I think this perspective is key. The house parents I had at CH did admirable work (thanks KHG, harryH and SJOB) and I do not slight them but, looking back, they should never have had to bear such great responsibilities. It's something I never thought about as a pupil but now I would never want the job of being a house parent; needing to teach classes, the required preparation / grading that goes along with teaching, plus sports etc equals a full time job, even if some allowance is made for house duties. Having to then act as a responsible parent and guardian to 50 rowdy kids is just not feasible (I can barely manage one). Just as I often allow my kid to eat candy for dinner and watch hours of YouTube to give myself a required break, it seems very likely some turned their eyes to ongoing issues because they just couldnt deal with them. And just as Im sure we've all lost our temper with our kids, i can imagine that the burden of dealing with 50 must make those reactions stronger. This isn't meant to excuse what has happened. But I do think its worth considering whether separating the responsibilities of teaching staff from those of the house staff (or, at least, appointed dedicated house parents who are not part of the teaching staff) is something that would provide an additional layer of protection for pupils.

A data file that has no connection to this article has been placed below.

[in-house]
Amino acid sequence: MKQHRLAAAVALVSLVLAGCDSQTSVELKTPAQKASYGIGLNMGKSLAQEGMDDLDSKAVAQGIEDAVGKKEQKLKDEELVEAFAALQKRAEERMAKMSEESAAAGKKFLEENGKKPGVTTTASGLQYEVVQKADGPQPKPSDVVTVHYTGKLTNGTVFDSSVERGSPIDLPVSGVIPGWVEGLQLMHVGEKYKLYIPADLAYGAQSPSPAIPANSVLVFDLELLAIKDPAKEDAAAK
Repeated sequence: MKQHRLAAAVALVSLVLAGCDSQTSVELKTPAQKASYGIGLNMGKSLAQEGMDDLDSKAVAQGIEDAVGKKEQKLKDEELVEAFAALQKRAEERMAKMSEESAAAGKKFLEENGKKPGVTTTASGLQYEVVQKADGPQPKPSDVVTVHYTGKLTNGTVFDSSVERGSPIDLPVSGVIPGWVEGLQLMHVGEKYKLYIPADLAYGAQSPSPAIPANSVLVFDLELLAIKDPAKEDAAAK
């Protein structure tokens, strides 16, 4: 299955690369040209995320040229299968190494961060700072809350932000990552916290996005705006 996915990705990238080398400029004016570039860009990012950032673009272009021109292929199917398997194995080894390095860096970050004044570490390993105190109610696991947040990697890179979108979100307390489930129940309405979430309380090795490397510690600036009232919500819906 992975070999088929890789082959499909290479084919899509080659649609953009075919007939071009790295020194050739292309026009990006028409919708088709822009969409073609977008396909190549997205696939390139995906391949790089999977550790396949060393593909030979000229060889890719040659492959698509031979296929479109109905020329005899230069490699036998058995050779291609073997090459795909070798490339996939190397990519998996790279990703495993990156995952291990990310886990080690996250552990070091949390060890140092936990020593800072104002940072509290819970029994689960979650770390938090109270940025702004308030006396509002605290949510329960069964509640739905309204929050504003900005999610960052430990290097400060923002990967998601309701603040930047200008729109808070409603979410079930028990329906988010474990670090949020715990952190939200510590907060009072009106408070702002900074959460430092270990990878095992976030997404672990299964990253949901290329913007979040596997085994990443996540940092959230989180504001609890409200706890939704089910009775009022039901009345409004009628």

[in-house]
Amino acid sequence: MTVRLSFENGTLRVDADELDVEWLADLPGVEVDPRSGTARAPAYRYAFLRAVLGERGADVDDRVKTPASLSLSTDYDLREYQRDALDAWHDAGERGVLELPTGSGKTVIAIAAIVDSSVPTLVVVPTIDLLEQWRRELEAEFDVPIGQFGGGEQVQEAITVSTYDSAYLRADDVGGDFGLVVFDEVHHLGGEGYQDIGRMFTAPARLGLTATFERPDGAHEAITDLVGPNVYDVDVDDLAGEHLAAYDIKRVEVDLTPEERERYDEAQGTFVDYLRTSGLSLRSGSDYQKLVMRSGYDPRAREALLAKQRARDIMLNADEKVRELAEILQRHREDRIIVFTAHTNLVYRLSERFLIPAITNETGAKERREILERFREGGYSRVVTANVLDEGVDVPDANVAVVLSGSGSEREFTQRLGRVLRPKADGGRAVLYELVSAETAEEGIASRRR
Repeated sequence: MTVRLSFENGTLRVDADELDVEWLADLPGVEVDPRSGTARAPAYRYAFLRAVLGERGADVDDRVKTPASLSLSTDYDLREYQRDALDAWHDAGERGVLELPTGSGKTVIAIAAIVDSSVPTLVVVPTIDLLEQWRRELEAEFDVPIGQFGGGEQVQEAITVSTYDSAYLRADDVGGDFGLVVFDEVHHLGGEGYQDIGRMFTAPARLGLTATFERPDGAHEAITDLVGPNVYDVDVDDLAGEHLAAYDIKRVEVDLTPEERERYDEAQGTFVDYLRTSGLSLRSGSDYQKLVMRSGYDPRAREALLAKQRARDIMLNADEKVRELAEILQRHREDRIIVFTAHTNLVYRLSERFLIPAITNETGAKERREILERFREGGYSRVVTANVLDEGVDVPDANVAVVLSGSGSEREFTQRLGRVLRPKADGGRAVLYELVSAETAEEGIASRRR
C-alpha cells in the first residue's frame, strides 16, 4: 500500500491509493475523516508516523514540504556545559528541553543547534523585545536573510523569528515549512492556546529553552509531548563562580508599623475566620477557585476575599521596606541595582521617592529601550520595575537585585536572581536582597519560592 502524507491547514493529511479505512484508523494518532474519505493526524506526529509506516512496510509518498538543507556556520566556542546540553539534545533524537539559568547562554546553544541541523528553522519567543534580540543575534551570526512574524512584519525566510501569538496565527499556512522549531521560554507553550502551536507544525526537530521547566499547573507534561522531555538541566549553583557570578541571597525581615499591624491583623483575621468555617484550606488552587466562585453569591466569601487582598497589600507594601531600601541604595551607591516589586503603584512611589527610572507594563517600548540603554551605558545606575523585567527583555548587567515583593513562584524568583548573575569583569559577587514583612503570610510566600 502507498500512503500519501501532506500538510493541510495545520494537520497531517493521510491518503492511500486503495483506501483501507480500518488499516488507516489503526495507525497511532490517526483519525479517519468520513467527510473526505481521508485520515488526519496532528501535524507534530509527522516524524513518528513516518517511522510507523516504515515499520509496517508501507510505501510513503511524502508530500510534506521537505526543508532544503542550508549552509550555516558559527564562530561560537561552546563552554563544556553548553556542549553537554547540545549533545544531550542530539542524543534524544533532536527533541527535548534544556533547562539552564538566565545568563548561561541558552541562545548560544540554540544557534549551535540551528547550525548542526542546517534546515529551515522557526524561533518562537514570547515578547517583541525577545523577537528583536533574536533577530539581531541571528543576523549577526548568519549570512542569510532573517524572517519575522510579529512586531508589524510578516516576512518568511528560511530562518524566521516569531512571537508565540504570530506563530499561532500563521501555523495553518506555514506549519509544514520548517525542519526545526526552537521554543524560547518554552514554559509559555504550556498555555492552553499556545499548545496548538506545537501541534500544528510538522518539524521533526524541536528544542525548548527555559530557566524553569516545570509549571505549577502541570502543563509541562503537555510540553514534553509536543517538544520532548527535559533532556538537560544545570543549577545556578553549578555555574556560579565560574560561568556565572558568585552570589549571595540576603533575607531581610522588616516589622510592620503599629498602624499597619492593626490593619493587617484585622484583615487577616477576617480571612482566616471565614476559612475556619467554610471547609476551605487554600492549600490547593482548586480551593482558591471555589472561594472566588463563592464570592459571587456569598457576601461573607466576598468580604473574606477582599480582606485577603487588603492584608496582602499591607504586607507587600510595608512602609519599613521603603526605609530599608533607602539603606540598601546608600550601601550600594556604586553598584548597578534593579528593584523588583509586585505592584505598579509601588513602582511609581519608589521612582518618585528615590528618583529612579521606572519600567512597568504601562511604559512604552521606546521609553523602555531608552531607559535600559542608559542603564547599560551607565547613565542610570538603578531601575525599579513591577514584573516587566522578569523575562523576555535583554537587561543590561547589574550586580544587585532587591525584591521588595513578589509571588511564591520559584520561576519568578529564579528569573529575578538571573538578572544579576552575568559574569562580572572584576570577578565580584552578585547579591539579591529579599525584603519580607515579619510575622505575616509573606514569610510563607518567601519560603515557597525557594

These users thanked the author graham for the post (total 3):
J.R. (Fri Jul 26, 2019 3:36 pm) • TMF (Fri Jul 26, 2019 6:16 pm) • Pe.A (Sat Jul 27, 2019 2:28 pm)
Rating: 17.65%
Graham Slater
Maine B 1990 - 1993, Thorn A 1993 -1997

ZeroDeConduite
3rd Former
Posts: 45
Joined: Thu Jul 26, 2018 11:29 am
Real Name: PrA8PeA5
Has thanked: 26 times
Been thanked: 24 times

Re: CH Letter re support for abuse survivors

Post by ZeroDeConduite » Fri Jul 26, 2019 3:45 pm

jtaylor wrote:
Fri Jul 26, 2019 9:29 am
Bullying was institutionalised and endemic during my time at CH for sure, between 1985 and 1992.
In-house hierarchies gave kids power over each other - and some abused it, to a greater or lesser extent.

...bullying has now moved online and can be just as nasty, if not worse, than the CH I remember...

I would suggest that culturally and legally in the uk in those days bullying was tacitly accepted as part of growing up, and teaching us to “man up.” On balance I’d say it did that for me - I’m pretty resilient...

So we need to be careful not to muddy the water too much by inadvertently conflating sexual abuse and bullying/corporal punishment, unless there’s a clear overlap in specific instances.
Like today's online bullying, bullying within the school's houses was 24/7, so I think was of a different order than in other school sectors.
In my time at CH - the 1950s - master/pupil sexual abuse was to all intents and purposes non-existent. Indeed Pop Beavan ran his house with the least possible interaction with the pupils.
So most of the abuse, which came in many forms, including inter-pupil sexual abuse as well as physical and psychological bullying - which as you say was endemic - came 24/7 from one's immediate environment.

Personal psychological damage came from many directions - hence the prevalence of Boarding School Syndrome, which is far from a rarity IME.